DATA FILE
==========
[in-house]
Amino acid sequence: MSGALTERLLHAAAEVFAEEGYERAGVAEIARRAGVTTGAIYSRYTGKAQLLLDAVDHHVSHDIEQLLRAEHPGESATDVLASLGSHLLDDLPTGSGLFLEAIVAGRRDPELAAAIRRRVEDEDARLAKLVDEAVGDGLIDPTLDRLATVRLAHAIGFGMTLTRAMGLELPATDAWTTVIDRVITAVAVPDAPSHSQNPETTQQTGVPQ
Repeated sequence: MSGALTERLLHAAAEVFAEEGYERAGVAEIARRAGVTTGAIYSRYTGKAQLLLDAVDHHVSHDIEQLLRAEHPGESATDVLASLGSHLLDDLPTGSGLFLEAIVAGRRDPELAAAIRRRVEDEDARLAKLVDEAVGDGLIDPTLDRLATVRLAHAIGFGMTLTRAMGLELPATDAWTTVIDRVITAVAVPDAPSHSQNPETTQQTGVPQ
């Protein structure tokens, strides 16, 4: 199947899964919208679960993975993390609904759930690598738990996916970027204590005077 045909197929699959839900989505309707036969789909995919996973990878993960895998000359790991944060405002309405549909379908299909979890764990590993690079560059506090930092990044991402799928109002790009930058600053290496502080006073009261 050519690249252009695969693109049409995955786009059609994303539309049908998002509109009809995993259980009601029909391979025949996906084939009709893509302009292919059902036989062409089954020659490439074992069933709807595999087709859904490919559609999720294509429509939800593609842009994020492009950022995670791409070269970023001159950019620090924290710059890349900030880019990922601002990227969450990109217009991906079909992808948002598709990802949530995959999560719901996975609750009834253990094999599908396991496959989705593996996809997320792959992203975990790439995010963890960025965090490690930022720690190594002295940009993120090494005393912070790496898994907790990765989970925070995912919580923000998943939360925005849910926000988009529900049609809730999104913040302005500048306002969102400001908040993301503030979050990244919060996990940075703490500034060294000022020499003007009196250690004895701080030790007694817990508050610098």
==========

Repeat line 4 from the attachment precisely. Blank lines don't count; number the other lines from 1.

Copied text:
């Protein structure tokens, strides 16, 4: 199947899964919208679960993975993390609904759930690598738990996916970027204590005077 045909197929699959839900989505309707036969789909995919996973990878993960895998000359790991944060405002309405549909379908299909979890764990590993690079560059506090930092990044991402799928109002790009930058600053290496502080006073009261 050519690249252009695969693109049409995955786009059609994303539309049908998002509109009809995993259980009601029909391979025949996906084939009709893509302009292919059902036989062409089954020659490439074992069933709807595999087709859904490919559609999720294509429509939800593609842009994020492009950022995670791409070269970023001159950019620090924290710059890349900030880019990922601002990227969450990109217009991906079909992808948002598709990802949530995959999560719901996975609750009834253990094999599908396991496959989705593996996809997320792959992203975990790439995010963890960025965090490690930022720690190594002295940009993120090494005393912070790496898994907790990765989970925070995912919580923000998943939360925005849910926000988009529900049609809730999104913040302005500048306002969102400001908040993301503030979050990244919060996990940075703490500034060294000022020499003007009196250690004895701080030790007694817990508050610098």